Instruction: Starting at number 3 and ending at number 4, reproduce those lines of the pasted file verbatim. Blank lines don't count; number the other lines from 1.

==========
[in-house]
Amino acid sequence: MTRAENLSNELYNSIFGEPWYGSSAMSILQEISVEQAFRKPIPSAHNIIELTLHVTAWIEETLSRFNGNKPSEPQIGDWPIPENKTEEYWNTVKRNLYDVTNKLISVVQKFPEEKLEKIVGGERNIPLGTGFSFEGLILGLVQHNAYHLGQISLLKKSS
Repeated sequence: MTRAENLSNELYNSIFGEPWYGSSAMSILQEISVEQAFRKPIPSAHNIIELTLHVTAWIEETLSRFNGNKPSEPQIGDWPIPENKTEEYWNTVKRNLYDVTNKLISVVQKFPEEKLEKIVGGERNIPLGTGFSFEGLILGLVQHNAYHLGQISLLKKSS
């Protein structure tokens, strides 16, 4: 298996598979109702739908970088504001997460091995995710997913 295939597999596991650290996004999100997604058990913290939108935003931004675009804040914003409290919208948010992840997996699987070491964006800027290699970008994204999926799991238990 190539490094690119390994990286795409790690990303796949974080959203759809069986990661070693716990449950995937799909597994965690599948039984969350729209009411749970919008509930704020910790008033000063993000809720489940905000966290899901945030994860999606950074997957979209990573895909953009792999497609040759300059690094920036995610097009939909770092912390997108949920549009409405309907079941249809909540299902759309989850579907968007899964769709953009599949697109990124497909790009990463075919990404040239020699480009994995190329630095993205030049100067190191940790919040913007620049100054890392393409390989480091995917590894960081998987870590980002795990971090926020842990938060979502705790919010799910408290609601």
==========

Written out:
Repeated sequence: MTRAENLSNELYNSIFGEPWYGSSAMSILQEISVEQAFRKPIPSAHNIIELTLHVTAWIEETLSRFNGNKPSEPQIGDWPIPENKTEEYWNTVKRNLYDVTNKLISVVQKFPEEKLEKIVGGERNIPLGTGFSFEGLILGLVQHNAYHLGQISLLKKSS
């Protein structure tokens, strides 16, 4: 298996598979109702739908970088504001997460091995995710997913 295939597999596991650290996004999100997604058990913290939108935003931004675009804040914003409290919208948010992840997996699987070491964006800027290699970008994204999926799991238990 190539490094690119390994990286795409790690990303796949974080959203759809069986990661070693716990449950995937799909597994965690599948039984969350729209009411749970919008509930704020910790008033000063993000809720489940905000966290899901945030994860999606950074997957979209990573895909953009792999497609040759300059690094920036995610097009939909770092912390997108949920549009409405309907079941249809909540299902759309989850579907968007899964769709953009599949697109990124497909790009990463075919990404040239020699480009994995190329630095993205030049100067190191940790919040913007620049100054890392393409390989480091995917590894960081998987870590980002795990971090926020842990938060979502705790919010799910408290609601």